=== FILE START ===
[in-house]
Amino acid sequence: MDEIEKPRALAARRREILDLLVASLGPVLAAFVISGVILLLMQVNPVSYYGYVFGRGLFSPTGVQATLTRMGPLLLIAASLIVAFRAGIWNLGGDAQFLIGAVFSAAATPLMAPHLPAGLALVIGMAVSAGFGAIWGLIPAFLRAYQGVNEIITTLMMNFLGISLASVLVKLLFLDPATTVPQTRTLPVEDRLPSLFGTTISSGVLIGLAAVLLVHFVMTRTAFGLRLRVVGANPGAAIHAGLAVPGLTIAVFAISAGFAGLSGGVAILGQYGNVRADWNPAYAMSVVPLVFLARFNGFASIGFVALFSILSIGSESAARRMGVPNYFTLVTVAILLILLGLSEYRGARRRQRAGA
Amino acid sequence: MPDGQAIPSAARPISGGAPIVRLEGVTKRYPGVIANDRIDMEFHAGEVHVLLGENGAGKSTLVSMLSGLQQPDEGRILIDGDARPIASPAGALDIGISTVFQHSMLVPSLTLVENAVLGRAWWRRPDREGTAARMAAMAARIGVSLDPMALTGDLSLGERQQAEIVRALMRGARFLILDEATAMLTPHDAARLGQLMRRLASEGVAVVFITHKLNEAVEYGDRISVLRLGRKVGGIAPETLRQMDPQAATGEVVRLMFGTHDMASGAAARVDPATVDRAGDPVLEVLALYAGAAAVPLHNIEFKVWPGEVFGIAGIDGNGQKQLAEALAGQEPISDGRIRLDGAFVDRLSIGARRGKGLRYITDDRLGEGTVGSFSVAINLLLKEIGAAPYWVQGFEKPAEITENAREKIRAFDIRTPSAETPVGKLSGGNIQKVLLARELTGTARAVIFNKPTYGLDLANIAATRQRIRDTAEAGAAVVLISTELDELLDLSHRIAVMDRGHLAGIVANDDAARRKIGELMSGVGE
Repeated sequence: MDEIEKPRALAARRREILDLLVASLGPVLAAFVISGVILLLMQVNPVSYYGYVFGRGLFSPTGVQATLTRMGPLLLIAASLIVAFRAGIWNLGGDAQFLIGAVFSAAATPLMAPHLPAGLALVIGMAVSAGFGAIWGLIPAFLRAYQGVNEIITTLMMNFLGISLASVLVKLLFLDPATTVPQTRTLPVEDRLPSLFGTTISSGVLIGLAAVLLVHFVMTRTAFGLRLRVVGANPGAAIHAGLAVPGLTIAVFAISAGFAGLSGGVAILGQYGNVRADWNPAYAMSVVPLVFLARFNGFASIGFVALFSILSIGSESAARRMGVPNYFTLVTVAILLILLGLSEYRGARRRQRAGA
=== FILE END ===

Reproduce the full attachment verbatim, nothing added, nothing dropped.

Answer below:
[in-house]
Amino acid sequence: MDEIEKPRALAARRREILDLLVASLGPVLAAFVISGVILLLMQVNPVSYYGYVFGRGLFSPTGVQATLTRMGPLLLIAASLIVAFRAGIWNLGGDAQFLIGAVFSAAATPLMAPHLPAGLALVIGMAVSAGFGAIWGLIPAFLRAYQGVNEIITTLMMNFLGISLASVLVKLLFLDPATTVPQTRTLPVEDRLPSLFGTTISSGVLIGLAAVLLVHFVMTRTAFGLRLRVVGANPGAAIHAGLAVPGLTIAVFAISAGFAGLSGGVAILGQYGNVRADWNPAYAMSVVPLVFLARFNGFASIGFVALFSILSIGSESAARRMGVPNYFTLVTVAILLILLGLSEYRGARRRQRAGA
Amino acid sequence: MPDGQAIPSAARPISGGAPIVRLEGVTKRYPGVIANDRIDMEFHAGEVHVLLGENGAGKSTLVSMLSGLQQPDEGRILIDGDARPIASPAGALDIGISTVFQHSMLVPSLTLVENAVLGRAWWRRPDREGTAARMAAMAARIGVSLDPMALTGDLSLGERQQAEIVRALMRGARFLILDEATAMLTPHDAARLGQLMRRLASEGVAVVFITHKLNEAVEYGDRISVLRLGRKVGGIAPETLRQMDPQAATGEVVRLMFGTHDMASGAAARVDPATVDRAGDPVLEVLALYAGAAAVPLHNIEFKVWPGEVFGIAGIDGNGQKQLAEALAGQEPISDGRIRLDGAFVDRLSIGARRGKGLRYITDDRLGEGTVGSFSVAINLLLKEIGAAPYWVQGFEKPAEITENAREKIRAFDIRTPSAETPVGKLSGGNIQKVLLARELTGTARAVIFNKPTYGLDLANIAATRQRIRDTAEAGAAVVLISTELDELLDLSHRIAVMDRGHLAGIVANDDAARRKIGELMSGVGE
Repeated sequence: MDEIEKPRALAARRREILDLLVASLGPVLAAFVISGVILLLMQVNPVSYYGYVFGRGLFSPTGVQATLTRMGPLLLIAASLIVAFRAGIWNLGGDAQFLIGAVFSAAATPLMAPHLPAGLALVIGMAVSAGFGAIWGLIPAFLRAYQGVNEIITTLMMNFLGISLASVLVKLLFLDPATTVPQTRTLPVEDRLPSLFGTTISSGVLIGLAAVLLVHFVMTRTAFGLRLRVVGANPGAAIHAGLAVPGLTIAVFAISAGFAGLSGGVAILGQYGNVRADWNPAYAMSVVPLVFLARFNGFASIGFVALFSILSIGSESAARRMGVPNYFTLVTVAILLILLGLSEYRGARRRQRAGA